At the onset of the coronavirus pandemic, when lockdowns started to become ubiquitous, Noah Nelson dialed himself in mentally and went to work. Instead of resting on his laurels during the shutdown period, Nelson decided to work harder than ever.
“Over quarantine I had the mindset I was going to outwork everyone,” the San Benito High senior said. “That is what really has set me apart from the last few years with my wrestling (results). I took it as an opportunity to get my fundamentals down and capitalize on what I’ve done the last few years.”
The results speak for themselves. In his final year of prep competition, Nelson is having his best season yet, compiling a second-place finish at the Pat Lovell Holiday Classic at Aptos High in late December. Nelson won his first four matches before losing in the 138-pound championship match.
It was by far his best showing at the Pat Lovell Classic, and the result is part of the reason why Nelson entered the week as the Central Coast Section’s sixth-ranked wrestler in his weight class.
“It was a big improvement since freshman year when I went 0-2 there,” he said. “I felt really accomplished by going second this year.”
San Benito opens Pacific Coast League Gabilan Division competition with a dual at Gilroy High on Wednesday. Nelson’s first match at Aptos was the highlight of his season thus far. Competing against Sean Najar of Evergreen Valley, Nelson pulled out a 9-7 decision victory and overcame some adversity in the process.
“My ankle got twisted and I had to wrap it mid-match,” Nelson said. “I also hurt my shoulder so I had to wrestle with an injured ankle and a hurt shoulder for the rest of the tournament.”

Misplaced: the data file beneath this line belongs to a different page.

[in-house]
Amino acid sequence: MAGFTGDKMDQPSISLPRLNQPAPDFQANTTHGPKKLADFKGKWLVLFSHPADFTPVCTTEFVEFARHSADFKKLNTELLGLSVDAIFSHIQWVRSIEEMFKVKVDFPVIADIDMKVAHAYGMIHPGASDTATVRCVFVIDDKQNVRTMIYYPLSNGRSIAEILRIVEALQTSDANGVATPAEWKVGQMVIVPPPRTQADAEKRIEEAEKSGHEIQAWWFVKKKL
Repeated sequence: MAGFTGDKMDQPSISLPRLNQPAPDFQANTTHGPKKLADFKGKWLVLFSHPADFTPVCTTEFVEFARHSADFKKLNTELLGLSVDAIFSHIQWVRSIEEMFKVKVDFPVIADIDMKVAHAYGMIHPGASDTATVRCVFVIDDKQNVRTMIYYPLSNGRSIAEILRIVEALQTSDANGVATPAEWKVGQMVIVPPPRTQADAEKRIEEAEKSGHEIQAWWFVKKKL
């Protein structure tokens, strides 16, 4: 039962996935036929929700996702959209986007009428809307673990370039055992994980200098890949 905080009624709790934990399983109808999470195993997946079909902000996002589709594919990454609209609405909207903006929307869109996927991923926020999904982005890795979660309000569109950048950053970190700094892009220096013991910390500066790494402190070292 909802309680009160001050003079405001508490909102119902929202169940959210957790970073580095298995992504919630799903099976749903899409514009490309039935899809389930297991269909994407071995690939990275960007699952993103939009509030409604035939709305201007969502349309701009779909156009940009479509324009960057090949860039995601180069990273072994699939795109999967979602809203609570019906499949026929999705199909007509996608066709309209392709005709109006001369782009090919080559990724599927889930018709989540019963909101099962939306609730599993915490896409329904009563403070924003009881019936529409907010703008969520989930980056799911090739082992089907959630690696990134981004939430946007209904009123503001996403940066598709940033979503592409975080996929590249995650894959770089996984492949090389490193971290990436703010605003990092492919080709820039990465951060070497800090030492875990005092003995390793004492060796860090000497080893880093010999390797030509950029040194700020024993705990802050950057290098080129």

Nelson has been focusing on shooting and maintaining constant pressure on his opponent. If Nelson finds himself on the defensive early on, he knows things aren’t looking good.
“I try to get them down quick in the first round and try to wear them down,” he said.
Nelson knows he has to work on the finer, nuanced aspects of the sport like his positioning on top and bottom position.
“That’s been the hard part for me to get down fundamentally,” he said. “I’m trying to get better at getting out (from certain situations).”
Thanks to Haybalers coach Steven Salcedo, Nelson and his teammates can watch video of their matches and evaluate their performances. The team usually has a video/film session each week where Salcedo will point out various highlights and lowlights for each wrestler.
“Sometimes he’ll make fun of me (in a good natured way), but usually it’s just stuff I have to work on,” Nelson said. “The day after the Pat Lovell Tournament we went to the wrestling room, watched video and it was like mental reps on what we did. It’s great to see video because you don’t know what you’re really doing sometimes during the matches until you watch it back on video. Then we’ll go over some technique and movement and it teaches us what we need to work on.”
Nelson said he’s enjoyed being a part of this year’s team because of the deeper talent pool, especially when it comes to the younger up-and-comers like Art Parra and a couple of other freshmen and sophomores.
“We have some young studs who could do well in the CCS Tournament,” said Nelson, who went 2-2 in advancing to the CCS quarterfinals in the 106-pound division two years ago. “You have to have that mentality and grit and when you see some of these freshmen it brings me back to when I was them and gives me great hope for the team now and in the future.”
Sports editor Emanuel Lee can be reached at email@example.com and (831) 886-0471, ext. 3958.